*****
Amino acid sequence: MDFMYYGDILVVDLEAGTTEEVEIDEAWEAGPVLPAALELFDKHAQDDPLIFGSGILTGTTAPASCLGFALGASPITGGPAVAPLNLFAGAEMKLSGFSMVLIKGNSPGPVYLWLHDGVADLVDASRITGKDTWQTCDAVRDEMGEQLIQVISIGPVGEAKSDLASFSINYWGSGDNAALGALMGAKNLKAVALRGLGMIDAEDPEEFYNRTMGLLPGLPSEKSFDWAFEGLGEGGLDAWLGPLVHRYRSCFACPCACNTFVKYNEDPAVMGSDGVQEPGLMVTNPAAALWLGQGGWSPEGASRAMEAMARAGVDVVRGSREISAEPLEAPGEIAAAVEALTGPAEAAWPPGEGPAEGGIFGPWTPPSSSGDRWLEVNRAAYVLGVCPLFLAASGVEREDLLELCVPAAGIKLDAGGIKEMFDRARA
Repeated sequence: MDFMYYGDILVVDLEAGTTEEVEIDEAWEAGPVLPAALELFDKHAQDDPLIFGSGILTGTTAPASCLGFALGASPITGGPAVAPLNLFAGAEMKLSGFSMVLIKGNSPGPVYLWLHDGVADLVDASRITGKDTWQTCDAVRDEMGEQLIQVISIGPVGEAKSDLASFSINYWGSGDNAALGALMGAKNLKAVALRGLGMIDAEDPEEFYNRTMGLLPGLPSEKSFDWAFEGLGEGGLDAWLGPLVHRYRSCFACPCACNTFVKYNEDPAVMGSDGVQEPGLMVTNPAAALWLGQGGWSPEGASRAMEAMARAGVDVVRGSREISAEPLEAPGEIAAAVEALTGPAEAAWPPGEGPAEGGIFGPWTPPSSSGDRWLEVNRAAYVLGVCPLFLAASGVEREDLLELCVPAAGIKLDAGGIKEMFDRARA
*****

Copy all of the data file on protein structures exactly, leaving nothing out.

Amino acid sequence: MDFMYYGDILVVDLEAGTTEEVEIDEAWEAGPVLPAALELFDKHAQDDPLIFGSGILTGTTAPASCLGFALGASPITGGPAVAPLNLFAGAEMKLSGFSMVLIKGNSPGPVYLWLHDGVADLVDASRITGKDTWQTCDAVRDEMGEQLIQVISIGPVGEAKSDLASFSINYWGSGDNAALGALMGAKNLKAVALRGLGMIDAEDPEEFYNRTMGLLPGLPSEKSFDWAFEGLGEGGLDAWLGPLVHRYRSCFACPCACNTFVKYNEDPAVMGSDGVQEPGLMVTNPAAALWLGQGGWSPEGASRAMEAMARAGVDVVRGSREISAEPLEAPGEIAAAVEALTGPAEAAWPPGEGPAEGGIFGPWTPPSSSGDRWLEVNRAAYVLGVCPLFLAASGVEREDLLELCVPAAGIKLDAGGIKEMFDRARA
Repeated sequence: MDFMYYGDILVVDLEAGTTEEVEIDEAWEAGPVLPAALELFDKHAQDDPLIFGSGILTGTTAPASCLGFALGASPITGGPAVAPLNLFAGAEMKLSGFSMVLIKGNSPGPVYLWLHDGVADLVDASRITGKDTWQTCDAVRDEMGEQLIQVISIGPVGEAKSDLASFSINYWGSGDNAALGALMGAKNLKAVALRGLGMIDAEDPEEFYNRTMGLLPGLPSEKSFDWAFEGLGEGGLDAWLGPLVHRYRSCFACPCACNTFVKYNEDPAVMGSDGVQEPGLMVTNPAAALWLGQGGWSPEGASRAMEAMARAGVDVVRGSREISAEPLEAPGEIAAAVEALTGPAEAAWPPGEGPAEGGIFGPWTPPSSSGDRWLEVNRAAYVLGVCPLFLAASGVEREDLLELCVPAAGIKLDAGGIKEMFDRARA